Magnitude 5+ Earthquakes – Global
5.6 Earthquake hits Reykjanes Ridge.
5.2 Earthquake hits the Dodecanese Islands-Turkish border region.
5.1 Earthquake hits the Sunda Strait, Indonesia.
5.0 Earthquake hits the Sea of Okhotsk.
Yellowstone Earthquake Swarm Continues
The ongoing earthquake swarm at Yellowstone volcano is now one of the biggest ever recorded, with over 2,300 tremors since it began in June. As of August 30, 2,357 earthquakes had been recorded. The most powerful in recent weeks was magnitude 3.3; it took place on August 21.
The most powerful in the current swarm was a magnitude 4.4, which was recorded on June 15. Most of the earthquakes were in the magnitude 0 or 1 range, with a further 181 recorded at magnitude 2 and 11 at magnitude 3. Another 53 were less than 0, meaning they were very small events that could be detected only with sensitive earthquake-monitoring instruments.
Tropical Storms – Roundup of Tropical Storms:
In the North Atlantic Ocean: Hurricane Irma is located about 1320 mi…2120 km E of the Leeward Islands with maximum sustained winds…110 mph…175 km/h. Present movement…W or 270 degrees at 14 mph…22 km/h.
In the Eastern Pacific: Tropical Storm Lidia is located about 80 mi…130 km W of Santa Rosalie Mexico and about 100 mi…160 km ESE of Punta Eugenia Mexico with maximum sustained winds…45 mph…75 km/h. Present movement…NW or 320 degrees at 12 mph…19 km/h.
In the Western Pacific: Tropical Storm 17w (Sanvu), located approximately 305 nm north-northeast of Chichi Jima, is tracking north-northeastward at 17 knots.
Tropical Storm 18w (Mawar), located approximately 183 nm east-southeast of Hong Kong, is tracking west-northwestward at 02 knots.
Global warming doubles growth rates of Antarctic seabed’s marine fauna – study
Marine life on the Antarctic seabed is likely to be far more affected by global warming than previously thought, say scientists who have conducted the most sophisticated study to date of heating impacts in the species-rich environment.
Growth rates of some fauna doubled – including colonising moss animals and undersea worms – following a 1C increase in temperature, making them more dominant, pushing out other species and reducing overall levels of biodiversity, according to the study published on Thursday in Current Biology.
The researchers who conducted the nine-month experiment in the Bellingshuan Sea say this could have alarming implications for marine life across the globe as temperatures rise over the coming decades as a result of manmade greenhouse gases in the atmosphere.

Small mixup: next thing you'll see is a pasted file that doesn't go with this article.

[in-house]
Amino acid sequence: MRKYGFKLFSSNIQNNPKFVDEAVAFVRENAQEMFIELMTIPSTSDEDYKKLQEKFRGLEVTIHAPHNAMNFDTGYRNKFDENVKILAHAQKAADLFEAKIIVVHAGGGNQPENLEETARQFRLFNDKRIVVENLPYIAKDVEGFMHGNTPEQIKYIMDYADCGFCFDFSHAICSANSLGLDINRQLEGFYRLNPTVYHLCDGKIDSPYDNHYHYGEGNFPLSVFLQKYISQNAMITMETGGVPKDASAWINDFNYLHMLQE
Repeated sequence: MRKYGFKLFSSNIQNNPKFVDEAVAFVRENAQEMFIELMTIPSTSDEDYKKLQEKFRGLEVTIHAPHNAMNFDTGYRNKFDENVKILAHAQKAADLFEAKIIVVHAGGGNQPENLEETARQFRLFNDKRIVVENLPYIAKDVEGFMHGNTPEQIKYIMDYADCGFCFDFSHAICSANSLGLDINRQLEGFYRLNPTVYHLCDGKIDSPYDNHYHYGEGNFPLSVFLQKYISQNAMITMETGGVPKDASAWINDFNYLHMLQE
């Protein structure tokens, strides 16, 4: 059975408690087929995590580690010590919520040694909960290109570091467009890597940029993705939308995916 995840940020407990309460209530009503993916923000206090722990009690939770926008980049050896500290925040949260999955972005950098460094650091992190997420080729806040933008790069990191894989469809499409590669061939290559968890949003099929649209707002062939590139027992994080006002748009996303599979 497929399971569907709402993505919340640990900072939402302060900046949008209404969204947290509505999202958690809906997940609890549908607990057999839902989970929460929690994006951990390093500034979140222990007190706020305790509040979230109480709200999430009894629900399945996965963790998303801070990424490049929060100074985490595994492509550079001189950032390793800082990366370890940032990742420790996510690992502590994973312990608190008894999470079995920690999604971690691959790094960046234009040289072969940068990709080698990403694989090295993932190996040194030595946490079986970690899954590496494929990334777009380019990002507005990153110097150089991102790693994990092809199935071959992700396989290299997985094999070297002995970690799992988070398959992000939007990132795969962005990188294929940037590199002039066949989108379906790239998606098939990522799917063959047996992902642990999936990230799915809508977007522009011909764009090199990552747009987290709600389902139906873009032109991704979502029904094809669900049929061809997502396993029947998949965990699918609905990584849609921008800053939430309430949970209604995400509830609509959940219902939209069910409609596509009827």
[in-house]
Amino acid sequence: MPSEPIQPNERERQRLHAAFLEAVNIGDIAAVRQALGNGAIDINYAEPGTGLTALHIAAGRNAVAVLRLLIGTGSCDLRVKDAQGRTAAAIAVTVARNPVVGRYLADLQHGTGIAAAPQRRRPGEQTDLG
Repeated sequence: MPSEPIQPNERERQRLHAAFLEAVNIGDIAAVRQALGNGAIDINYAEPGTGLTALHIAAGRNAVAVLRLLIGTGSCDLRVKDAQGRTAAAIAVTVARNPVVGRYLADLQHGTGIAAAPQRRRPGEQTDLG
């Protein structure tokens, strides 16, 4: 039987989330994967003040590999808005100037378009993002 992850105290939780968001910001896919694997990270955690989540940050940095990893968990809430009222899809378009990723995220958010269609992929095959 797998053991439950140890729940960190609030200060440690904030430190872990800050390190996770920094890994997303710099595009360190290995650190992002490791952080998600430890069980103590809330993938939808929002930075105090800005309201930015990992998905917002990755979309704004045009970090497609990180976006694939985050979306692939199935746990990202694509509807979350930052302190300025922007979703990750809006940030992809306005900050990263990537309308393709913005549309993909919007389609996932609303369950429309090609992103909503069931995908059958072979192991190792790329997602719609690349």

Sub-zero conditions near the south pole mean there are comparatively few species on the usually frozen land, but below the ice, the relative lack of pollution, traffic and fishing has left an abundance of marine life that divers and biologists compare to coral reefs.
Twelve identical 15cm sq heat plates were set in concrete on the seabed. Four were warmed by 1C, four by 2C and four left at ambient temperature as a control.
At 1C, a species of bryozoan moss (Fenestrulina rugula) became utterly dominant on the four plates. Within two months it reduced the evenness and diversity of the species spread. The researchers also found the marine worm Romanchella perrieri grew an average 70% larger than those under ambient conditions.
At 2C, the results from different plates varied with different growth rates of different species. The researchers speculate that this may be because the higher increase in temperature had a greater shock impact.
Wildfires – Montana, USA
The fires represented on the map below are all actively burning and have scorched at least 1,000 acres. There are several dozen smaller fires currently burning in Montana that are not included in this map.
Wildfires – Oregon, USA
The Chetco Bar fire near Brookings is the largest in the state at more than 201 square miles as of Wednesday night, when the wildfire was 5 percent contained.
High Cascades Complex fires are burning in over 41 square miles inside and relatively close to Crater Lake National Park.
Umpqua North Complex fires are burning in about 39.6 square miles in the Umpqua National Forest. The fires are 21 percent contained.
The Milli fire near Sisters is burning in about 34.7 square miles. “Be ready” and “be set” notices are in place. The fire is 44 percent contained.
Elsewhere in Oregon, large blazes are burning in the Mount Jefferson Wilderness and neighboring forest acreage, the Columbia River Gorge and parts of southern and southwest Oregon.
Nigeria – Cholera
Cholera has broken out in northeast Nigeria at a camp for people displaced by the eight year conflict with Boko Haram, aid group Médecins Sans Frontières said on Thursday, bringing disease to communities already underfed and living in squalor.
About 1.8 million have abandoned their homes because of violence or food shortages, U.N. agencies say, and many of them live in camps for the displaced throughout northeast Nigeria, particularly in Maiduguri and the surrounding state of Borno.